Michaeline: Saturday Morning Cartoons

Bugs Bunny star on the Hollywood Walk of Fame

Bugs Bunny’s star on the Hollywood Walk of Fame. (Image via Wikimedia Commons)

In my childhood, Saturday morning meant cartoons. No sleeping in for me! I was glued to the screen watching even crappy cartoons from six or seven a.m. until lunch. One of my favorites were the Looney Tunes cartoon hour. I enjoyed the tales of the Singing Frog from 1892 (One Froggy Evening, 1955), Marvin the Martian, and Speedy Gonzales, but my favorite stories were about Bugs Bunny.

I’m not sure how they got these cartoons on the air in the late 70s and early 80s. Parents were already wary of gratuitous violence – Wile E. Coyote and his plans to permanently rid his life of the cheerful Roadrunner, Elmer Fudd wandering around woods, forests and opera houses with his hunting rifle, Marvin the Martian ready to eradicate the earth and any loose Earthlings.

And then there’s the sensibility – many of these cartoons were first made in the 1950s, a whole generation before X. A lot of their humor was rooted in even earlier times – 1930s gangster movies, slapstick comedy and snappy banter. I didn’t know who Liberace was, or what a teen idol Frank Sinatra was, or a single thing about Sally Rand and her amazing fans . . . but it didn’t matter. The jokes worked anyway for pre-teen me.

Looking back, it does make sense. Violence was very much a part of our world back then – we worried about the Soviet Union nuking us, and gun violence was in the news daily. Also, those re-runs had to have been a lot cheaper than making new cartoons. What I liked best about them, though, is that even though they were accessible to an eight-year-old, they weren’t meant for an eight-year-old. I felt they gave me a peephole into a sophisticated universe. (Note, as an eight-year-old, many of my notions of sophistication were actually shaped by Warner Brothers. It was a cycle that fed itself.)

One powerful lesson that the Looney Tunes taught was the power of the underdog – a quick-talking rabbit who was clever could Continue reading

Jeanne: Six Sigma for Fiction: The Action Workout

Depositphotos_27159627_l-2015This is the last of my posts on adapting manufacturing quality improvement techniques for fiction writing (unless I randomly remember another one at some point and see a connection).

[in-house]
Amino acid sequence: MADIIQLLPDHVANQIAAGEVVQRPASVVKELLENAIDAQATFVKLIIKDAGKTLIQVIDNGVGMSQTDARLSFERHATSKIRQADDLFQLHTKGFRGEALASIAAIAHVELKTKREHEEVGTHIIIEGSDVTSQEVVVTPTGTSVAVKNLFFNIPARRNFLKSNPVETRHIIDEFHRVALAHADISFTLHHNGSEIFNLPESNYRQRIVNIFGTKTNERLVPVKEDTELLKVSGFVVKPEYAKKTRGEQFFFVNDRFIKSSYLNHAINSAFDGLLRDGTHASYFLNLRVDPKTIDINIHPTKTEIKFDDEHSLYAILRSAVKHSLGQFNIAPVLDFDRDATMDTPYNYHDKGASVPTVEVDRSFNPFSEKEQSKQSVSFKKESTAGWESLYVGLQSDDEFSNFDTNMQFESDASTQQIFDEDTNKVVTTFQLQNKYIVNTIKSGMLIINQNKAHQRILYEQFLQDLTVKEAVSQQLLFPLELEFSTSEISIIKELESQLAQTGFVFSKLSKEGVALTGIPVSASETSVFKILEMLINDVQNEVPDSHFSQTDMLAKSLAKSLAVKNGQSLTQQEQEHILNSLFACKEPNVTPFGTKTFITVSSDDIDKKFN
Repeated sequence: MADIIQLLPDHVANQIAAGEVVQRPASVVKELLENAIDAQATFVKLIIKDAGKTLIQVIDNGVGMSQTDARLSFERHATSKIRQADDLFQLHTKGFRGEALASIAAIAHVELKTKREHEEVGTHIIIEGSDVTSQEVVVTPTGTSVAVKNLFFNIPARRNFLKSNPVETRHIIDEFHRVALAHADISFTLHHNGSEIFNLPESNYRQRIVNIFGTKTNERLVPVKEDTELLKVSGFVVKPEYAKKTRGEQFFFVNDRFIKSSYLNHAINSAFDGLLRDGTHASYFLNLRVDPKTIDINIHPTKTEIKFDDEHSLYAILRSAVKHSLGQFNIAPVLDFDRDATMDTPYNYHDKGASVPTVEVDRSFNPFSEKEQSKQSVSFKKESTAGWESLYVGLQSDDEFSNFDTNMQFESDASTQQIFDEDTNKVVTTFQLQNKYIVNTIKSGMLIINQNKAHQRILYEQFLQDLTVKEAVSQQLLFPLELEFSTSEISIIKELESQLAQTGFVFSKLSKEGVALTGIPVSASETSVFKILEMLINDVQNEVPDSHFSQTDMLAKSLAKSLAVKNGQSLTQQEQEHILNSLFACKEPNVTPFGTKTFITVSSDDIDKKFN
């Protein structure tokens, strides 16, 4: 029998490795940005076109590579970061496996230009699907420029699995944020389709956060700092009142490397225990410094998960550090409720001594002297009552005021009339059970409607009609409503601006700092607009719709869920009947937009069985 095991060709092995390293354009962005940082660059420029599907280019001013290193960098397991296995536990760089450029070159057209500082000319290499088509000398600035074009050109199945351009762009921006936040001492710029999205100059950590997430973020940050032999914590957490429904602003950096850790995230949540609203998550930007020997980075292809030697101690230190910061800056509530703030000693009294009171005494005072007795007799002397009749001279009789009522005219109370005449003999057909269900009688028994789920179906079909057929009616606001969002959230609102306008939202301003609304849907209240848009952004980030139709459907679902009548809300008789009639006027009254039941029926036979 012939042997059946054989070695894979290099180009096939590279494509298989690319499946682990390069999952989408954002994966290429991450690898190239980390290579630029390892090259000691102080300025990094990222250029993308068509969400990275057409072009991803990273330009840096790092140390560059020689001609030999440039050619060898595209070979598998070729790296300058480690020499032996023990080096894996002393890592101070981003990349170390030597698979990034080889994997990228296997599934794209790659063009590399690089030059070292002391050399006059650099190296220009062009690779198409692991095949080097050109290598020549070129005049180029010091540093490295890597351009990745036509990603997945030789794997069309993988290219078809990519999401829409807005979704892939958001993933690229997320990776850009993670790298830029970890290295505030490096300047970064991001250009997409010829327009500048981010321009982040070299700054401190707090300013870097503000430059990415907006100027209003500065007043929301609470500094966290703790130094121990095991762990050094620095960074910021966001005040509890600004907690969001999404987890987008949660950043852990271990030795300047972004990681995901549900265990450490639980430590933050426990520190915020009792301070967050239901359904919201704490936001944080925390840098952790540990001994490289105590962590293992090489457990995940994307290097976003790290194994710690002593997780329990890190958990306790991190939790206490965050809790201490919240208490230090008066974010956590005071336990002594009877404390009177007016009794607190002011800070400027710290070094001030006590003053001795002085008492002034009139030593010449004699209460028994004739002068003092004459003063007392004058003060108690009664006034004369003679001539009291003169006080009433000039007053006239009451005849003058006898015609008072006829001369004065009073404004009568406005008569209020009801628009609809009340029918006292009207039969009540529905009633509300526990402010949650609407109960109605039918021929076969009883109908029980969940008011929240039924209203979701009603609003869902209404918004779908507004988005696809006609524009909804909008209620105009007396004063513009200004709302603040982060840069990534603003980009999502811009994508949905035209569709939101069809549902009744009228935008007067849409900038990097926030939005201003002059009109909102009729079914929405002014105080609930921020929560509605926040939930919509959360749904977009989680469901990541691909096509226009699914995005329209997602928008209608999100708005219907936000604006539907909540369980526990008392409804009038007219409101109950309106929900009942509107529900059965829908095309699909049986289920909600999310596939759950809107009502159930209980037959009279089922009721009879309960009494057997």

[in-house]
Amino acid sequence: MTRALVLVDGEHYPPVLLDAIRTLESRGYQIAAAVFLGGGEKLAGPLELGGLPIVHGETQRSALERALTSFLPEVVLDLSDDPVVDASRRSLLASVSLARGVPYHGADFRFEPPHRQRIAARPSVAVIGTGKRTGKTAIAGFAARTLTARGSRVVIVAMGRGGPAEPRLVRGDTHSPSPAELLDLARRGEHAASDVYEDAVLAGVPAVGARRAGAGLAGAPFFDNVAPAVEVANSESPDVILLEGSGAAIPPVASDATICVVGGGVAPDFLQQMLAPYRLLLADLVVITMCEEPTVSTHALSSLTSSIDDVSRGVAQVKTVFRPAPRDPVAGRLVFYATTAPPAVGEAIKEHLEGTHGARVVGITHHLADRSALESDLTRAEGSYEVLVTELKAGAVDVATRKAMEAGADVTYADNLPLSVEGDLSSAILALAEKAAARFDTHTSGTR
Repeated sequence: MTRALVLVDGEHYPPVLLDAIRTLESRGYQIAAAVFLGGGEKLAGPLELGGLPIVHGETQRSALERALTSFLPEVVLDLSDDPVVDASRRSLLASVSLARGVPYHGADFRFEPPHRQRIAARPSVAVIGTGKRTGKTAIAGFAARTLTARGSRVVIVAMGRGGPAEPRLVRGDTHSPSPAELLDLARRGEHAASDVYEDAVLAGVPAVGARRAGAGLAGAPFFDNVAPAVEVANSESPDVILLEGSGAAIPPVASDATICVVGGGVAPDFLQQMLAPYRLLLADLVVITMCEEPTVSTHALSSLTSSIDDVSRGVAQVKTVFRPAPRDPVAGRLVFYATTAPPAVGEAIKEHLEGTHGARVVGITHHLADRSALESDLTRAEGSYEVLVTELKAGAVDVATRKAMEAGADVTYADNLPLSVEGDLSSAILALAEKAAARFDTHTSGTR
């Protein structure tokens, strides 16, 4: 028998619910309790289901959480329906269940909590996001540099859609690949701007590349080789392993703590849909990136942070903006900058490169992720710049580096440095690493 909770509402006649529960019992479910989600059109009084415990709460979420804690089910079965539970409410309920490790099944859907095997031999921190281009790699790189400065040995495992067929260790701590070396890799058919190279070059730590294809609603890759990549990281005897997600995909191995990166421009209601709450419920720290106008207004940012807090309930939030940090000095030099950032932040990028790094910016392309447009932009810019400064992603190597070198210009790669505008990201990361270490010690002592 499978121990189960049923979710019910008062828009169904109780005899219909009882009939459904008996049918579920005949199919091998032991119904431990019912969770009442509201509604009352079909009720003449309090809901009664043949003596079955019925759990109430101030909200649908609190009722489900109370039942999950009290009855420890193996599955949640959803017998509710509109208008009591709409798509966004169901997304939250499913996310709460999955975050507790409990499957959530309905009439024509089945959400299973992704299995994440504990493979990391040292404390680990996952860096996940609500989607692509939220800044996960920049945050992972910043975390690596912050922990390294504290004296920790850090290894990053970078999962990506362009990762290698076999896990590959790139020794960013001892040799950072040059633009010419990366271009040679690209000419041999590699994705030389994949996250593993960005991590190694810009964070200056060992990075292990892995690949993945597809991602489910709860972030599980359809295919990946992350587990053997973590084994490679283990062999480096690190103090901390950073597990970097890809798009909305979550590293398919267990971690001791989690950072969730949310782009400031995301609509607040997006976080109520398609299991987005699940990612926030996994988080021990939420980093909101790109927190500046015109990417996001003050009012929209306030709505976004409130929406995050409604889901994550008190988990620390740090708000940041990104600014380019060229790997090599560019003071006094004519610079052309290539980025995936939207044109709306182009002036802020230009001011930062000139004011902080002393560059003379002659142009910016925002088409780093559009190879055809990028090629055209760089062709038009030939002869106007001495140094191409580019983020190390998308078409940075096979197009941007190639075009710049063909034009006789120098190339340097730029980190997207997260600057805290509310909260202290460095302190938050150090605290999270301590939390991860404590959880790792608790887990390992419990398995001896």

The Action Workout was a group collaboration technique. The way it works is, you get a bunch of people into a room to review a process with an end goal of slimming the process down to its essentials, removing both unnecessary cost and opportunities for mistakes.

How, you ask, can this possibly be adapted for fiction writing? Hang with me and I’ll explain.

In the Action Workout as taught by a couple of women who ran the IT Help Desk at the manufacturer where I worked, the goal was to break the process into each of its discrete steps, identifying the steps that provided something of value to the customer. If a step didn’t add customer value, you looked for ways to remove it.

Let’s use a coffee shop as an example. What are the steps to serving a customer? Continue reading

Michille: Love in the Time of COVID-19, Part II

Heart

Photo by Jon Tyson on Unsplash

Jeanne blogged about Love in the Time of Coronavirus. Specifically, she said this: Forced proximity is a romance trope wherein the couple in question is forced by circumstance (blizzard, long-haul truck run, bodyguard, work assignment, etc.) to spend time together. I agree that the stuck together trope will be very popular in the near future, there’s got to be others. I’ve blogged about romance during a disaster before. Jeanne is right again that blizzards are very common ways to get two people stuck together. Linda Howard has a good one in Ice.

But let’s think up some others. How about: Continue reading

Jeanne: Love in the Time of Coronavirus

Magnolia blossom

Magnolia blossoms, seen in my neighborhood on Sunday

Forced proximity is a romance trope wherein the couple in question is forced by circumstance (blizzard, long-haul truck run, bodyguard, work assignment, etc.) to spend time together. I suspect there will be an influx of these stories in the coming months but I have to tell you: I’m already tire of this trope.

Because we’re older and fairly sensible by nature, Old Dog and I started self-isolating a couple of weeks ago. We are doing better cooped up together than I would have expected. Under normal circumstances we have a tendency to snipe at each other when we’re feeling irritable, but we’ve managed to curtail that almost completely, at least for the duration.

For now, I’m able to get out and walk in my neighborhood or head to the nature preserve about 10 miles north of my house when cabin fever threatens to get out of control. If you don’t have that option, here’s a video from my walk earlier this week that may give you a little vicarious out-of-doors time. Continue reading

Jeanne: Is That a Light I See at the End of This Tunnel?

Depositphotos_176350754_s-2019

Megan, my secret-guarding novelist

This morning I went looking for the date I started on my current work-in-progress. The oldest document I found was a Scrivener project dated September of 2015 (?!). It says:

So the idea is that this book would contain three couples:

Lilith and Samael

Gabriel and Angela

Human1 and Human2

Each couple would have history that leaves them reluctant to re-engage with one another.

Lilith and Samael are charged with keeping Human1 and 2 from getting back together.

Gabriel and Angela are charged with getting Human1 and 2 back together.

The three stories play out against each other.

This, clearly, is just the kernel of an idea. I was still working on The Demon Always Wins at this point, and hadn’t even started The Demon’s in the Details, but I wanted to get the idea down on (electronic) paper before it got away. Continue reading